A hellebore…

hellebore in mirror

…a scylla…

scylla in mirror

…and back to the violet again.

violet in mirror

I am grateful to Stan as it is obviously a really promising idea….though if I am seen walking through the woods with a shaving mirror in my hand, I may get some odd looks.

While I had the macro lens on, I peered at the euphorbia…

euphorbia in sunshine

…the doronicum…

doronicum

…and the nameless little white flowers.

two little white flowers

I noticed the very first dicentra of the year…

first dicentra

…and Mrs Tootlepedal noticed that there were several ladybirds about too.

ladybird in garden

Mrs Tootlepedal went in to cook some sticky toffee pudding and I stayed out in the garden and was very pleased to get a visit from a man from the power company who had come to inspect our wobbly electricity pole,  He gave the bottom of the pole some savage whacks with a hammer and decided that the telephone men had been wise not to climb up it.  It has to go and after some consideration of the possibility of digging trenches through three gardens (as the pole serves three houses), he decided that putting up a new pole would be the way to go.  To avoid wrecking Mrs Tootlepedal’s garden, the hole for the pole will be hand dug.  This will make for interesting work for the apprentices whose job it will be to dig the hole.

In the end, as we were going to Edinburgh as usual to visit Matilda, I had to leave the garden reluctantly and make a little lunch.  I watched the birds as the soup heated.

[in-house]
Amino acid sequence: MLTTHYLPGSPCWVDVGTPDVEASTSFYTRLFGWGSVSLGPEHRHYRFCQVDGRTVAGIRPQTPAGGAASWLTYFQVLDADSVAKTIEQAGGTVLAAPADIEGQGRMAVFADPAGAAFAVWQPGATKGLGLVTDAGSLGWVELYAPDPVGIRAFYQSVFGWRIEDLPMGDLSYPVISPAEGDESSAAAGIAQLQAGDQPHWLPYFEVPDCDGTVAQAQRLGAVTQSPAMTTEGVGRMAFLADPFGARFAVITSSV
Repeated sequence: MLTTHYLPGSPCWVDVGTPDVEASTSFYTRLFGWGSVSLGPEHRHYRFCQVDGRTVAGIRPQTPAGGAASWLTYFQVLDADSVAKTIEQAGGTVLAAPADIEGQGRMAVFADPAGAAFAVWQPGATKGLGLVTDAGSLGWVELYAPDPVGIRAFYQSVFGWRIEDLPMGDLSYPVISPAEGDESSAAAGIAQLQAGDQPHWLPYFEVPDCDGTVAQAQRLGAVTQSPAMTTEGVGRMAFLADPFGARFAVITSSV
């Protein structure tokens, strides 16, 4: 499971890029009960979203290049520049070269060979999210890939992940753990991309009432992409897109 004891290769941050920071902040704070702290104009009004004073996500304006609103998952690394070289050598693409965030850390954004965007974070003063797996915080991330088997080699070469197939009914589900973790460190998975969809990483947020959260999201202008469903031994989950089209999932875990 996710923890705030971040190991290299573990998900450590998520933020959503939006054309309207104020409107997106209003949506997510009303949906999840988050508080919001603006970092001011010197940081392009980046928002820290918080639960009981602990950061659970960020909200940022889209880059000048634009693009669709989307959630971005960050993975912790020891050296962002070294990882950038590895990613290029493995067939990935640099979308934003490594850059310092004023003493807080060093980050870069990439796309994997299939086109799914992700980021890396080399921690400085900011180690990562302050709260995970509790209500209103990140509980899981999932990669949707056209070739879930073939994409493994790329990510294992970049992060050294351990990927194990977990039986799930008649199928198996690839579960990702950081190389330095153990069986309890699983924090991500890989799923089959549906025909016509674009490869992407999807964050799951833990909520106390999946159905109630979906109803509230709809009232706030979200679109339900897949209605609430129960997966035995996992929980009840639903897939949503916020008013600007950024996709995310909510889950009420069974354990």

In spite of a free perch on the other side of the feeder, a lady chaffinch thought that it was quite all right to trample on an innocent goldfinch.

chaffinch stamping goldfinch

To try to tempt some different birds to come to the feeders, I have put out some peanuts.  Mrs Tootlepedal saw a blue tit visit but the only bird I saw nibbling on the nuts was this siskin.

siskin on peanuts

On the whole, the sunflower hearts seem much more attractive than the peanuts and the birds were jumping at the chance to get a seed.

siskin landing

The trip to Edinburgh was delightful, with the train on time and the countryside looking at its best in the sun.

When we got there, Matilda was away from home practising a dance routine for a forthcoming competition so I had a moment to take a very short stroll through the nearby Botanic gardens.

It was a good place to be.

sdrsdrdigdav